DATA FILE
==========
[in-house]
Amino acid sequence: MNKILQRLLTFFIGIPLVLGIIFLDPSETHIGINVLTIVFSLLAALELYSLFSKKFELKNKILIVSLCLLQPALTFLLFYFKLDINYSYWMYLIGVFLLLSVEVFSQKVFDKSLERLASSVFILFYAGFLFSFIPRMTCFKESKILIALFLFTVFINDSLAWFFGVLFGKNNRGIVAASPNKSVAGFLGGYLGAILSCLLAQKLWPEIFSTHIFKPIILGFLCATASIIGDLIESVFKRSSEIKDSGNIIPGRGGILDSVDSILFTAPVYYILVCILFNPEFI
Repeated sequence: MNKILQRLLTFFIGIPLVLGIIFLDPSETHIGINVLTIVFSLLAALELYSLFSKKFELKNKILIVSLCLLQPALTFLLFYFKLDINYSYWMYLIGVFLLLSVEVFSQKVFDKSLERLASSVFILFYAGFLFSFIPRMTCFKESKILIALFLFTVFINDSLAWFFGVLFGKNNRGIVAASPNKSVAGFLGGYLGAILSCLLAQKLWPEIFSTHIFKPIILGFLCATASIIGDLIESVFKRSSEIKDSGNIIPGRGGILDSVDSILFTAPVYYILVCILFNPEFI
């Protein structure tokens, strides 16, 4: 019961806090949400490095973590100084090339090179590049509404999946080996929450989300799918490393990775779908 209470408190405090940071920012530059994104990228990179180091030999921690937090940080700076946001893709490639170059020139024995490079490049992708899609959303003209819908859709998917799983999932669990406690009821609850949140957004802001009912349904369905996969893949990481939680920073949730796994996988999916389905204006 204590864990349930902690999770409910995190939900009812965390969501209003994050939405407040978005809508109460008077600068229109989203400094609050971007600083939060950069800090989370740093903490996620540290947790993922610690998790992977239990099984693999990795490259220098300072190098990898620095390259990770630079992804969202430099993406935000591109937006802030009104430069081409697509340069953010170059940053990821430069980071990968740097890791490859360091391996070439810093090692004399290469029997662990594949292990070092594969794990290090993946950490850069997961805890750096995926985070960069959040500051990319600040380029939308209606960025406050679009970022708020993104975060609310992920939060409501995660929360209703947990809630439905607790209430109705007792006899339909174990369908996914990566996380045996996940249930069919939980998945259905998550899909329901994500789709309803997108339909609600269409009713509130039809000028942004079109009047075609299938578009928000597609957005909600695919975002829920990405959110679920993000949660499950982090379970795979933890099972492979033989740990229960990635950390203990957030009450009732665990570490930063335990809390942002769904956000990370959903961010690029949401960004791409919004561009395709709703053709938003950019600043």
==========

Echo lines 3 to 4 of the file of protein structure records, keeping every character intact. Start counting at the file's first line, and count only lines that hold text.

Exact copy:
Repeated sequence: MNKILQRLLTFFIGIPLVLGIIFLDPSETHIGINVLTIVFSLLAALELYSLFSKKFELKNKILIVSLCLLQPALTFLLFYFKLDINYSYWMYLIGVFLLLSVEVFSQKVFDKSLERLASSVFILFYAGFLFSFIPRMTCFKESKILIALFLFTVFINDSLAWFFGVLFGKNNRGIVAASPNKSVAGFLGGYLGAILSCLLAQKLWPEIFSTHIFKPIILGFLCATASIIGDLIESVFKRSSEIKDSGNIIPGRGGILDSVDSILFTAPVYYILVCILFNPEFI
């Protein structure tokens, strides 16, 4: 019961806090949400490095973590100084090339090179590049509404999946080996929450989300799918490393990775779908 209470408190405090940071920012530059994104990228990179180091030999921690937090940080700076946001893709490639170059020139024995490079490049992708899609959303003209819908859709998917799983999932669990406690009821609850949140957004802001009912349904369905996969893949990481939680920073949730796994996988999916389905204006 204590864990349930902690999770409910995190939900009812965390969501209003994050939405407040978005809508109460008077600068229109989203400094609050971007600083939060950069800090989370740093903490996620540290947790993922610690998790992977239990099984693999990795490259220098300072190098990898620095390259990770630079992804969202430099993406935000591109937006802030009104430069081409697509340069953010170059940053990821430069980071990968740097890791490859360091391996070439810093090692004399290469029997662990594949292990070092594969794990290090993946950490850069997961805890750096995926985070960069959040500051990319600040380029939308209606960025406050679009970022708020993104975060609310992920939060409501995660929360209703947990809630439905607790209430109705007792006899339909174990369908996914990566996380045996996940249930069919939980998945259905998550899909329901994500789709309803997108339909609600269409009713509130039809000028942004079109009047075609299938578009928000597609957005909600695919975002829920990405959110679920993000949660499950982090379970795979933890099972492979033989740990229960990635950390203990957030009450009732665990570490930063335990809390942002769904956000990370959903961010690029949401960004791409919004561009395709709703053709938003950019600043």